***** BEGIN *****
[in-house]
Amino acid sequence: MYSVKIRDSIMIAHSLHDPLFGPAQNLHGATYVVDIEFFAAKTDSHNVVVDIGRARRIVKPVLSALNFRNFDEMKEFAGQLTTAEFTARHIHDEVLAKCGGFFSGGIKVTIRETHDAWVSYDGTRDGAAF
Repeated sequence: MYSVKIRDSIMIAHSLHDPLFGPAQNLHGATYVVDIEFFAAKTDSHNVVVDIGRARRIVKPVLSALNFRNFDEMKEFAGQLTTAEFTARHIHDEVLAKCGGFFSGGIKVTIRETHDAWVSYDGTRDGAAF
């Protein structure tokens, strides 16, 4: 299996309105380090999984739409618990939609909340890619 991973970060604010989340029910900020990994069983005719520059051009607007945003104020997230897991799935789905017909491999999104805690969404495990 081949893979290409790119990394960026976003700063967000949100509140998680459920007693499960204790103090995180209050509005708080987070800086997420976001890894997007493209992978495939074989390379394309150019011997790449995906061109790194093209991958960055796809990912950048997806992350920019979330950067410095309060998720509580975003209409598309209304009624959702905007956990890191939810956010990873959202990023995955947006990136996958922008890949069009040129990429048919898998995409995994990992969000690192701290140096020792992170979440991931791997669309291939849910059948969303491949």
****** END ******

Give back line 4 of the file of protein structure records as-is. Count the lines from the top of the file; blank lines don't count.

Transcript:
């Protein structure tokens, strides 16, 4: 299996309105380090999984739409618990939609909340890619 991973970060604010989340029910900020990994069983005719520059051009607007945003104020997230897991799935789905017909491999999104805690969404495990 081949893979290409790119990394960026976003700063967000949100509140998680459920007693499960204790103090995180209050509005708080987070800086997420976001890894997007493209992978495939074989390379394309150019011997790449995906061109790194093209991958960055796809990912950048997806992350920019979330950067410095309060998720509580975003209409598309209304009624959702905007956990890191939810956010990873959202990023995955947006990136996958922008890949069009040129990429048919898998995409995994990992969000690192701290140096020792992170979440991931791997669309291939849910059948969303491949």